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Friday, June 8, 2012

Four Generation Quilt Cake

Quilt and Quilt Cake

Quilts endure; cakes, not so much
It started with the quilt Great Grandma Marion made for Devon when she was born - triangles of lavenders and purples, interspersed with white, each square quilted with a heart.  Five years later, it was "Mimi's" (Devon's nickname for Great Grandma) 80th birthday, and there was a big family reunion weekend planned to celebrate the occasion.

Daughter Kate wanted to know who was making the birthday cake, and that if I wasn't making it, I should.  And, she added, it should be a quilt.

I just hadn't thought about it, but so instructed, I volunteered.  Upon inquiry, the "birthday girl" admitted her favorite was carrot cake.  When pressed for a choice of frosting to go with vanilla cake, Mimi ventured that she loved apricot anything.

So charged, I was pondering how to transport a tiered cake serving 30 people for three or four hours on the car drive up to Massachusetts, and thinking wouldn’t it be easier to bring cupcakes?  In that case, each person could choose whichever flavor they preferred, and I would get to socialize and not have to cut up and serve a layer cake.

Devon, future master baker

Having had so much fun making a fondant baby shower cake (see blogpost titled Adventures in Fondant), I enlisted granddaughter Devon to help me make a seven pounds of fondant, (see The Cake Bible, by Rose Levy Berenbaum) knowing that whatever cake I made, I definitely wanted to use fondant for the decorating.
Meanwhile, I was leafing through Martha Stewart's Cupcakes book, and Devon was tucking her Teddybear in on the couch with her lavender quilt and she said, "Grandma, why don't you make cupcakes and cover it with fondant like a quilt?"  Bingo!  Devon's a genius!

Fondant "quilt"

Using Devon's quilt as inspiration, I drew up a plan to make a quilt just like Devon's, only made of fondant.
The next day it was off to the kitchen with Martha Stewart's Cupcakes book in hand.  A few hours later, I had 60 cupcakes:  half of them carrot, and half vanilla.  And then, on to the frostings.

 Full disclosure:  there was leftover cream cheese frosting on hand from a batch of Red Velvet Cupcakes Kate had made for her friend's birthday two days before, so I just needed to make frosting for the vanilla ones. Following America's Test Kitchen's Family Baking Book's excellent recipe for Vanilla Frosting, and reasoning that orange and apricot are compatible flavors, I made the Orange Frosting variation and added glaceed apricots.  Perfect!  Recipe follows. 

Brought the cupcakes to Massachusetts, and rolled out the fondant at the camp cabin.  With help from cousin Tara, we made all different purple combinations of colors - some with a reddish tint, some with blue and rolled out "fabric" triangles to put on the quilt top.  Finally I used a template and a toothpick to add the heart quilting.  Voila - you could hardly tell the difference between the quilt and the cake.

"Marbled" fondant - see Carpenter's Cake Decorating for how-to

Mimi loved the cake and it was a true generational collaboration:  from the quilt that Great Grandma Marion originally made, to the idea for the cake from Granddaughter Kate, to the design from Great Granddaughter Devon, and finally the execution of it all by me (with thanks to Tara for color mixing and moral support).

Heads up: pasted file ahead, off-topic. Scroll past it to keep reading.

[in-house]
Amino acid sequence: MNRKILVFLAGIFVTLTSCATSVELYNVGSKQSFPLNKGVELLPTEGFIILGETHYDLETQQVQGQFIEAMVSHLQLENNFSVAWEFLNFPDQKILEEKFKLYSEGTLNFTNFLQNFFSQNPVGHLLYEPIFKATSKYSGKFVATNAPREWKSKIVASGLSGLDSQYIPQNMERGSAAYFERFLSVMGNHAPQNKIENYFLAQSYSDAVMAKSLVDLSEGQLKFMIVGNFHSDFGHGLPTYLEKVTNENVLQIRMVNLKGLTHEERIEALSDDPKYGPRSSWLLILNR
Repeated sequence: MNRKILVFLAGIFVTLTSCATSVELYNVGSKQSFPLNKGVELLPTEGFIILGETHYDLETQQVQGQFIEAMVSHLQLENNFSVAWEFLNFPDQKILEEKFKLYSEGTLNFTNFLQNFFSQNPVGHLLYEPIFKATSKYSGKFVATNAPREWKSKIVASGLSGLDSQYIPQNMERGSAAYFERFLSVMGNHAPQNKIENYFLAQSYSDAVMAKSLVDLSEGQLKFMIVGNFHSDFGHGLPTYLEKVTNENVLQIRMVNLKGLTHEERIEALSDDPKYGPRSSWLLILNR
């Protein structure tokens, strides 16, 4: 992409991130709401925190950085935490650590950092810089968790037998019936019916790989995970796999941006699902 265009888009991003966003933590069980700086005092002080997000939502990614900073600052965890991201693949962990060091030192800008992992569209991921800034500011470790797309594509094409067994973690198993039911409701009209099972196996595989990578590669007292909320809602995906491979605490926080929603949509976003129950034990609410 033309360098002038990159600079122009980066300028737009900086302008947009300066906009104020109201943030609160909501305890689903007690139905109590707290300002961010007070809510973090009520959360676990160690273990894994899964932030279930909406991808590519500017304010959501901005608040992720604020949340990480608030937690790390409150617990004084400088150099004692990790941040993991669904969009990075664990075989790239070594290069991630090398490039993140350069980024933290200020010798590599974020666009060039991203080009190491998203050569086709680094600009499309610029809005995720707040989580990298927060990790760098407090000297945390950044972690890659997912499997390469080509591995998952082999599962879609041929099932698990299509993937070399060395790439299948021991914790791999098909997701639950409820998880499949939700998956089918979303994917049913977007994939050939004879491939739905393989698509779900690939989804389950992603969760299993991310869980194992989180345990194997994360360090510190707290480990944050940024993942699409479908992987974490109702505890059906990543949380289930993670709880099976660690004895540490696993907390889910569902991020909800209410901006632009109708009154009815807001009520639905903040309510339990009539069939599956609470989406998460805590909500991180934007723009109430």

Vanilla cupcake with Orange Apricot Frosting

Orange Apricot Frosting inspired by the America's Test Kitchen Family Baking Book, enough for 24 cupcakes
2 1/2 sticks unsalted butter, room temperature
1 Tablespoon heavy cream
2 teaspoons vanilla extract
2 Tablespoons orange juice
2 teaspoons fresh orange zest
1/3 cup finely chopped glaceed or dried apricots
1/8 teaspoon salt
16 ounces (1 lb.) confectioner’s sugar

In an electric mixer on medium speed, mix together the butter, cream, vanilla and salt.  Beat for 2 minutes until smooth.  Turn off the mixer and by hand carefully mix in the confectioner’s sugar.  Turn up the mixer to medium-low and beat until smooth again, about 4 – 6 minutes.  (If too dry, add 1 – 3 teaspoons of heavy cream.)  Finally, increase the mixer to medium-high and beat until very light and fluffy, 5 – 10 minutes.

Notes:  This recipe produces a very light, creamy and irresistibly buttery frosting that can only be achieved through the lengthy mixing time.  This rivals buttercreams made with eggs, but is much easier and you don’t have to worry about egg safety issues.

Carrot Cupcake - recipe from Stewart's Cupcakes

A new book in our Library is The Complete Photo Guide to Cake Decorating, by Autumn Carpenter:  what an encyclopedic reference!  I am really impressed.  Filled with both basic information and really useful tips (example:  grease your hands with shortening before mixing food color into fondant to keep your hands from getting stained) that I have never read before, this is a fun book to peruse for reference, instruction and inspiration.  Find it in our Library.  Right after I return it.

Diane Whitman
Reference Librarian
(Cake) Quilter


Anonymous said...

WOW! This is such a cool idea and really reflected something special about the connection between your grandma and the family - intergenerational! Thanks for sharing.

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